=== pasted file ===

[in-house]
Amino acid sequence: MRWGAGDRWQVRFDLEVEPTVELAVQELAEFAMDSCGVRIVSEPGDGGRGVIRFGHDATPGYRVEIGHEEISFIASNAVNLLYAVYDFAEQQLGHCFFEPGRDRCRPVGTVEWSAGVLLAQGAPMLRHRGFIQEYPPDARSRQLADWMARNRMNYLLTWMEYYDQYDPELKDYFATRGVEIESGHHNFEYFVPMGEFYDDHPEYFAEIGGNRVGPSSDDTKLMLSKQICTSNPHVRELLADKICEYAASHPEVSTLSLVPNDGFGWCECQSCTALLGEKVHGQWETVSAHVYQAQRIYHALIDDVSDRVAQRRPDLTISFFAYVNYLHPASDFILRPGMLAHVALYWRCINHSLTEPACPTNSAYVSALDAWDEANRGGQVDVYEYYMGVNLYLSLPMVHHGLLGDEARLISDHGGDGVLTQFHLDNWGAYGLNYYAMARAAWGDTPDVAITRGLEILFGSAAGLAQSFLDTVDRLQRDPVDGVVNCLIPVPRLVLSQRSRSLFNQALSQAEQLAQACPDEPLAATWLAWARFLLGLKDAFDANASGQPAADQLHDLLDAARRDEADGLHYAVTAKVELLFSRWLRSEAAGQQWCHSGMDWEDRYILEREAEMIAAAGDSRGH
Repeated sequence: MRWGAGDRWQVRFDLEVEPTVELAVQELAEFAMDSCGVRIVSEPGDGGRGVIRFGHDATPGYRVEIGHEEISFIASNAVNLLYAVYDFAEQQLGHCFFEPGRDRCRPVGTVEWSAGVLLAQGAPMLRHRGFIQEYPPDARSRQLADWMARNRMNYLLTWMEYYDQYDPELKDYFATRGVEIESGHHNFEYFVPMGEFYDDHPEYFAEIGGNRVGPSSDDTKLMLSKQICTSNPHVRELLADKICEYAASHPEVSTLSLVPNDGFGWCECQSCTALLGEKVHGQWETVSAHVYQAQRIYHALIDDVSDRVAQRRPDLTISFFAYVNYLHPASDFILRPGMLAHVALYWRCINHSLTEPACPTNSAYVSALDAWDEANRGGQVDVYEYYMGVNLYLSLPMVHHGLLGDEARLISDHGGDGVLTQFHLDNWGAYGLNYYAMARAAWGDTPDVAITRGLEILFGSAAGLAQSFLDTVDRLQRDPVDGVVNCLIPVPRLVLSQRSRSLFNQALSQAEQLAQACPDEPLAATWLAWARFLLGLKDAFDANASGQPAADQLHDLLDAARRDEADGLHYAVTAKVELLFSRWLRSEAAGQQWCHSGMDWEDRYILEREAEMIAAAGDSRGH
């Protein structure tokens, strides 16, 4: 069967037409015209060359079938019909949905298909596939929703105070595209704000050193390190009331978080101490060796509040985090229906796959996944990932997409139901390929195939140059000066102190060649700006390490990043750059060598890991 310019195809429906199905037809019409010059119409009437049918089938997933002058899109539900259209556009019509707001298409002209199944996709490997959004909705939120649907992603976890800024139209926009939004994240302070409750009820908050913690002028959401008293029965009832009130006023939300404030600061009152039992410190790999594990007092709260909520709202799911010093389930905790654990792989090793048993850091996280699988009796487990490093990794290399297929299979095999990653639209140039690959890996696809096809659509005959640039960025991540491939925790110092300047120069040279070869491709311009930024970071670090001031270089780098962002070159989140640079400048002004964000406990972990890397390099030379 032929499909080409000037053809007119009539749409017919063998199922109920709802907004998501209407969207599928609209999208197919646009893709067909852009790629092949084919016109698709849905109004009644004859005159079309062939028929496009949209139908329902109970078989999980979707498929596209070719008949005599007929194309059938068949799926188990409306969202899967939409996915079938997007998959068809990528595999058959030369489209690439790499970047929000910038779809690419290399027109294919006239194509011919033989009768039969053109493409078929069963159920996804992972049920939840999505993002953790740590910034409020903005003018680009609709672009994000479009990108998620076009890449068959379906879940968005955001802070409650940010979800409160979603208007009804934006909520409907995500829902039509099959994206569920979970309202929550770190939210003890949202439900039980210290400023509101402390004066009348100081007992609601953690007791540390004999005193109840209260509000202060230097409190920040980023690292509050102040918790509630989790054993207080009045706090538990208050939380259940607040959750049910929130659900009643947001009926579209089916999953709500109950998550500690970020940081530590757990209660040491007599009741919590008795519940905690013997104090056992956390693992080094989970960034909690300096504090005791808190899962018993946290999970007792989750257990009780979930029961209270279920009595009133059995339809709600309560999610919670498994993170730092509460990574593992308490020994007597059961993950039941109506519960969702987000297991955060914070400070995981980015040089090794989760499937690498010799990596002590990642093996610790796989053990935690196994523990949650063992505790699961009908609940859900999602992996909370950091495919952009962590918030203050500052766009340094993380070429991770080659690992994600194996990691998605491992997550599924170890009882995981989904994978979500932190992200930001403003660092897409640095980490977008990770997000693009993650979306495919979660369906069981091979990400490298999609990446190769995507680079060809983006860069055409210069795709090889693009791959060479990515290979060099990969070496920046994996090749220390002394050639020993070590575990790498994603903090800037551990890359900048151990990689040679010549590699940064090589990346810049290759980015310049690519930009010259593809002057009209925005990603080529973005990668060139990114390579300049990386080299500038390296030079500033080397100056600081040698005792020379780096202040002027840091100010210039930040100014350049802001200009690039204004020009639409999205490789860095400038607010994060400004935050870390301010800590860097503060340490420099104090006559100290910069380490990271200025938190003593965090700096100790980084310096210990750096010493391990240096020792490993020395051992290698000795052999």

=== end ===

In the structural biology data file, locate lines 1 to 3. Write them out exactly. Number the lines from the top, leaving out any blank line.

[in-house]
Amino acid sequence: MRWGAGDRWQVRFDLEVEPTVELAVQELAEFAMDSCGVRIVSEPGDGGRGVIRFGHDATPGYRVEIGHEEISFIASNAVNLLYAVYDFAEQQLGHCFFEPGRDRCRPVGTVEWSAGVLLAQGAPMLRHRGFIQEYPPDARSRQLADWMARNRMNYLLTWMEYYDQYDPELKDYFATRGVEIESGHHNFEYFVPMGEFYDDHPEYFAEIGGNRVGPSSDDTKLMLSKQICTSNPHVRELLADKICEYAASHPEVSTLSLVPNDGFGWCECQSCTALLGEKVHGQWETVSAHVYQAQRIYHALIDDVSDRVAQRRPDLTISFFAYVNYLHPASDFILRPGMLAHVALYWRCINHSLTEPACPTNSAYVSALDAWDEANRGGQVDVYEYYMGVNLYLSLPMVHHGLLGDEARLISDHGGDGVLTQFHLDNWGAYGLNYYAMARAAWGDTPDVAITRGLEILFGSAAGLAQSFLDTVDRLQRDPVDGVVNCLIPVPRLVLSQRSRSLFNQALSQAEQLAQACPDEPLAATWLAWARFLLGLKDAFDANASGQPAADQLHDLLDAARRDEADGLHYAVTAKVELLFSRWLRSEAAGQQWCHSGMDWEDRYILEREAEMIAAAGDSRGH
Repeated sequence: MRWGAGDRWQVRFDLEVEPTVELAVQELAEFAMDSCGVRIVSEPGDGGRGVIRFGHDATPGYRVEIGHEEISFIASNAVNLLYAVYDFAEQQLGHCFFEPGRDRCRPVGTVEWSAGVLLAQGAPMLRHRGFIQEYPPDARSRQLADWMARNRMNYLLTWMEYYDQYDPELKDYFATRGVEIESGHHNFEYFVPMGEFYDDHPEYFAEIGGNRVGPSSDDTKLMLSKQICTSNPHVRELLADKICEYAASHPEVSTLSLVPNDGFGWCECQSCTALLGEKVHGQWETVSAHVYQAQRIYHALIDDVSDRVAQRRPDLTISFFAYVNYLHPASDFILRPGMLAHVALYWRCINHSLTEPACPTNSAYVSALDAWDEANRGGQVDVYEYYMGVNLYLSLPMVHHGLLGDEARLISDHGGDGVLTQFHLDNWGAYGLNYYAMARAAWGDTPDVAITRGLEILFGSAAGLAQSFLDTVDRLQRDPVDGVVNCLIPVPRLVLSQRSRSLFNQALSQAEQLAQACPDEPLAATWLAWARFLLGLKDAFDANASGQPAADQLHDLLDAARRDEADGLHYAVTAKVELLFSRWLRSEAAGQQWCHSGMDWEDRYILEREAEMIAAAGDSRGH